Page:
Digital Hypothenar Hammer Syndrome.
Daniel J. Bodmer , Michael L. Steigner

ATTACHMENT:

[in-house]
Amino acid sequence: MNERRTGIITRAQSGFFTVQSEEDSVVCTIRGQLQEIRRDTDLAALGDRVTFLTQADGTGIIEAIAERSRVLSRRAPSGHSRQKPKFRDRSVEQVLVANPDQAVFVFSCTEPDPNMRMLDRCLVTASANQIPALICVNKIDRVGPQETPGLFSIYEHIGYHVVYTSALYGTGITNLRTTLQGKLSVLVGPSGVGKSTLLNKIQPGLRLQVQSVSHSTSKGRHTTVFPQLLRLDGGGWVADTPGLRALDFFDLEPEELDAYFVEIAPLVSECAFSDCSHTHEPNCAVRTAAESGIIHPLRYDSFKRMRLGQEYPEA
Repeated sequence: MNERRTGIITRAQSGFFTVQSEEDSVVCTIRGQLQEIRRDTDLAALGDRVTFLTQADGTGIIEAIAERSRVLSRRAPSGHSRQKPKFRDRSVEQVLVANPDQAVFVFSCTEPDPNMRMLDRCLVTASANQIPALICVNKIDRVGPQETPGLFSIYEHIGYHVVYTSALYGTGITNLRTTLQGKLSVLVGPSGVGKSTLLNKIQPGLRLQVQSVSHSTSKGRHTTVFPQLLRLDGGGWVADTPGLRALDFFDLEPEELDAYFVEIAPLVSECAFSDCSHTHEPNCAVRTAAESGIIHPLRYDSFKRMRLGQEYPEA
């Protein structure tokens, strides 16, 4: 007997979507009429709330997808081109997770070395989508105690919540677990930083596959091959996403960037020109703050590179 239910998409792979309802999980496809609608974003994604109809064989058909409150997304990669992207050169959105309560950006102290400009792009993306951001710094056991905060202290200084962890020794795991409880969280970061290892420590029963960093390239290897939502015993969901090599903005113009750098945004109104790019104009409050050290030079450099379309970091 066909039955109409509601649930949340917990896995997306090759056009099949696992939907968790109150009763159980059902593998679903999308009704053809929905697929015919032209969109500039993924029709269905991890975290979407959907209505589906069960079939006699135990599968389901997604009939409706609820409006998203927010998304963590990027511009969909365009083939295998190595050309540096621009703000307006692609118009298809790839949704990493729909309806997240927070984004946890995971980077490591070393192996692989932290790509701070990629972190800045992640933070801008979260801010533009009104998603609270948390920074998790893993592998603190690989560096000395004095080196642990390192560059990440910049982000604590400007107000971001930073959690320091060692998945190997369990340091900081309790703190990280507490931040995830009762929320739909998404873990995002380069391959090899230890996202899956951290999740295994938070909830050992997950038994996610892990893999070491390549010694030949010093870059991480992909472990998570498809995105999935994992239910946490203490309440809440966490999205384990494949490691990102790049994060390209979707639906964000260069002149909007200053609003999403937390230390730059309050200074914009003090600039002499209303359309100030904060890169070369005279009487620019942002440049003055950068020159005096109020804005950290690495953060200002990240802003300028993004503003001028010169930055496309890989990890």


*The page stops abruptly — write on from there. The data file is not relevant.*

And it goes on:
A 59-year-old man presented to the emergency department with 2 weeks of pain and numbness in the left fourth and fifth fingers. The distal fourth finger was cold and cyanotic at physical examination. Notably, the patient worked as a mechanic and smoked tobacco. CT angiography with three-dimensional reconstruction of the left hand (Figure, A) showed occlusion of the fourth and fifth proper palmar digital arteries (arrowheads) and a corkscrew configuration of the ulnar artery (arrow), characteristics of hypothenar hammer syndrome (1,2). Hypothenar hammer syndrome is an uncommon cause of digital ischemia due to repeated compression of the ulnar artery against the hook of the hamate. It usually occurs in middle-aged men in occupations that involve repeated impaction of the hypothenar eminence (eg, jackhammer operators, saddle makers). Imaging findings include digital thromboembolism and ulnar artery occlusion, corkscrew, and aneurysm. Treatment involves surgical resection of the corkscrew segment of the ulnar artery, which helps restore flow to the fourth and fifth digits.